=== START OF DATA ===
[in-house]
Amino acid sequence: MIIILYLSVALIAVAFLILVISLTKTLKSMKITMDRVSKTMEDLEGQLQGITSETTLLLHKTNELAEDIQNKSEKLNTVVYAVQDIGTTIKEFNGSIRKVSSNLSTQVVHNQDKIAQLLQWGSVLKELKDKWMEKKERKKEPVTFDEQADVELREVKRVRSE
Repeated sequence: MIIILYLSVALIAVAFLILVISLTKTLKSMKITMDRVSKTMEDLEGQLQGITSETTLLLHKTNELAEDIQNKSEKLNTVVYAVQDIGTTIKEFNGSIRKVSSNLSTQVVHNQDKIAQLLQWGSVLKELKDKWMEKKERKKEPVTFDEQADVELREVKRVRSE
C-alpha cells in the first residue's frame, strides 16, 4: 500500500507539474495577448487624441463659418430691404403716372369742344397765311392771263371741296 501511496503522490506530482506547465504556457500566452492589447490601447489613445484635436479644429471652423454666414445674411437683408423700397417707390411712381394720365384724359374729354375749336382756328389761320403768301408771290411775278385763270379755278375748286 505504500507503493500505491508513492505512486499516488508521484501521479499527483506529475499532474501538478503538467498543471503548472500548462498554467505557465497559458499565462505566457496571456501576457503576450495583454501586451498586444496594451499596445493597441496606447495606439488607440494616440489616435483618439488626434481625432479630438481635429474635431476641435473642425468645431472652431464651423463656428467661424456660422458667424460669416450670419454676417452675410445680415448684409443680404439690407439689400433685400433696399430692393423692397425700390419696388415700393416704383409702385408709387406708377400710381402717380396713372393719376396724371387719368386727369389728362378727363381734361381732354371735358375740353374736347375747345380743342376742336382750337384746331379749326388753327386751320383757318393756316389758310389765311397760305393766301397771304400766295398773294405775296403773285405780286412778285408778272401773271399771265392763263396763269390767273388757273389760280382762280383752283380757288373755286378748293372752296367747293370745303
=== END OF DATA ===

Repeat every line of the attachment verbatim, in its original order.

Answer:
[in-house]
Amino acid sequence: MIIILYLSVALIAVAFLILVISLTKTLKSMKITMDRVSKTMEDLEGQLQGITSETTLLLHKTNELAEDIQNKSEKLNTVVYAVQDIGTTIKEFNGSIRKVSSNLSTQVVHNQDKIAQLLQWGSVLKELKDKWMEKKERKKEPVTFDEQADVELREVKRVRSE
Repeated sequence: MIIILYLSVALIAVAFLILVISLTKTLKSMKITMDRVSKTMEDLEGQLQGITSETTLLLHKTNELAEDIQNKSEKLNTVVYAVQDIGTTIKEFNGSIRKVSSNLSTQVVHNQDKIAQLLQWGSVLKELKDKWMEKKERKKEPVTFDEQADVELREVKRVRSE
C-alpha cells in the first residue's frame, strides 16, 4: 500500500507539474495577448487624441463659418430691404403716372369742344397765311392771263371741296 501511496503522490506530482506547465504556457500566452492589447490601447489613445484635436479644429471652423454666414445674411437683408423700397417707390411712381394720365384724359374729354375749336382756328389761320403768301408771290411775278385763270379755278375748286 505504500507503493500505491508513492505512486499516488508521484501521479499527483506529475499532474501538478503538467498543471503548472500548462498554467505557465497559458499565462505566457496571456501576457503576450495583454501586451498586444496594451499596445493597441496606447495606439488607440494616440489616435483618439488626434481625432479630438481635429474635431476641435473642425468645431472652431464651423463656428467661424456660422458667424460669416450670419454676417452675410445680415448684409443680404439690407439689400433685400433696399430692393423692397425700390419696388415700393416704383409702385408709387406708377400710381402717380396713372393719376396724371387719368386727369389728362378727363381734361381732354371735358375740353374736347375747345380743342376742336382750337384746331379749326388753327386751320383757318393756316389758310389765311397760305393766301397771304400766295398773294405775296403773285405780286412778285408778272401773271399771265392763263396763269390767273388757273389760280382762280383752283380757288373755286378748293372752296367747293370745303